Celebrating feast of the Holy Rosary in India

SH Nambur feast pic

Sacred Heart church in Nambur

Fr. Tom Cassidy will soon conclude his time in India… at least for now. He returns to the district every few months to assist with formation and administration. In today’s entry he writes about celebrating the Feast of the Holy Rosary at Sacred Heart parish in Nambur:

Last evening the entire community traveled the short distance from the novitiate house to Sacred Heart Parish in Nambur to celebrate the Feast of the Holy Rosary with the parish. We were invited by Fr. Ravindra Moparthi the assistant parish priest who has been acting pastor for the last month while Fr. Dharma Raju Akula, scj, has been in the US for a month-long introduction to how the US Province runs its financial office and fund raising. Fr. Dharma is joined in the States by Fr. Michael Benedict, the district treasurer and the two of them will be returning to India next Monday.

The one lane bridge that we need to cross from the novitiate side to the parish side is partially closed and has been reduced to perhaps half a lane. The Sisters of St. Francis of Assisi of Ignatius Gonzaga, Br. Bapuji, one of the novices, and I all piled in and on a motor taxi to make the journey. Originally only a couple of sisters were to go with us but our driver learned the motor-taxi coming from the other side of the bridge was not able to make it over the bridge so our numbers increased.

Feast of the Holy Rosary in Nambur

Feast of the Holy Rosary in Nambur

Well when we got to the bridge it was absolute chaos. It reminded me of how Italians can blur lines to the point it almost feels like every man for himself! The difference between the two cultures? Often in Italy when a traffic light went out someone would get out there and direct traffic and sooner or later everyone would obey as it was the best way to get traffic flowing. Alas no volunteers appeared at the bridge and no one would budge! We were at a disadvantage in that part of the bridge still open was on the side of the traffic going the other way and they just kept coming. After sitting there for about 10 minutes Bapuji and I got out and decided to walk the rest of the way to the Church.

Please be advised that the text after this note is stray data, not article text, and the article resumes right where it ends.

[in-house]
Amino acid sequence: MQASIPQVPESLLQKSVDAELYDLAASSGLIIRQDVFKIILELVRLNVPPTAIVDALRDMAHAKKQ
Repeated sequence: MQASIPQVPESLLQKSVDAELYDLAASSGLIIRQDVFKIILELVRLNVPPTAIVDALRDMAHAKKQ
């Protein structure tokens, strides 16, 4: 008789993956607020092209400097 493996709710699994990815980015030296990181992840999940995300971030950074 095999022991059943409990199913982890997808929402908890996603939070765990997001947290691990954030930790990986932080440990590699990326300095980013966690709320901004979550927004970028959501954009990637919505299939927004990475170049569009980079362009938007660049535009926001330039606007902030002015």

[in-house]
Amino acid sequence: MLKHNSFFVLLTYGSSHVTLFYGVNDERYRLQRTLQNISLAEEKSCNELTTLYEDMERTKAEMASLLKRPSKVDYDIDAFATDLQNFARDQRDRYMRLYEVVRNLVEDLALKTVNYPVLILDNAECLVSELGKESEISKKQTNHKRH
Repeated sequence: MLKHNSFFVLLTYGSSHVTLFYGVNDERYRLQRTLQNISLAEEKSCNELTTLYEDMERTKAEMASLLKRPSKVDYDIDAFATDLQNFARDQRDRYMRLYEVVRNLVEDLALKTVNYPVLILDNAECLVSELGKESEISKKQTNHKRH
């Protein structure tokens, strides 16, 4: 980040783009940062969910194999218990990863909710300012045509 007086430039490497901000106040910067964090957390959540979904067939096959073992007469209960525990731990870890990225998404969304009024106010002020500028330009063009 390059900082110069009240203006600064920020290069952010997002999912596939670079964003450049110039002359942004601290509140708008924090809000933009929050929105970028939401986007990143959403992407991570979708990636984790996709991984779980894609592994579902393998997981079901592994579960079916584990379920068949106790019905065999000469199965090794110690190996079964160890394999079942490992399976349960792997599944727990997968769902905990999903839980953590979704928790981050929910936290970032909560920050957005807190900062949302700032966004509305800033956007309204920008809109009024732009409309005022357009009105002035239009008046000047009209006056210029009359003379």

The walk took between 10 and 15 minutes and at least by then some of our brothers had managed to cross over. By the time Mass finally began everyone was accounted for. As you’ll note from the photo the Mass was going to be outdoors since the interior of the church would not be large enough to hold the expected crowd.

There were eight of us who concelebrated. Fr. Ravindra did not as he was busy with practical matters from helping out the choir to arranging things needed at the altar. A local diocesan priest was the main celebrant with another preaching the homily. Other then guessing that he was talking about Mary since we were celebrating the Feast of the Holy Rosary there was nothing I could understand in his 45 minute homily. Well once in a while when he’d throw in a Praise the Lord, Alleluia repeated three times by him and the congregation I could understand that.

At the end of Mass I was asked to bless a statue of the virgin which was then carried around the church in procession three times. On the first go around four of the priests carried it to be replaced on the last two go rounds by men of the parish and some of our brothers from the novitiate as well.

It was harder than it looks because the statute and platform carried some weight, but what made it more difficult was the uneven ground around the church. Gratefully there were no accidents and all who marched around were able to keep their footing — sometimes with a bit of assistance from those nearby.

After the procession it was time to eat. Tables were set up in church and the first to eat were the priests and sisters. We on one side and the sisters facing us from the other side. Rice with chicken was the main course. Naturally all ate with their hands. I was offered a fork and spoon but by then I was halfway through my meal so declined to use them. Dinner done, Fr. Rino Jose and I were given a ride home by one of the parishioners. Since cars can’t cross the bridge we had to take the long way around a trip of about five kilometers (3.10 miles).

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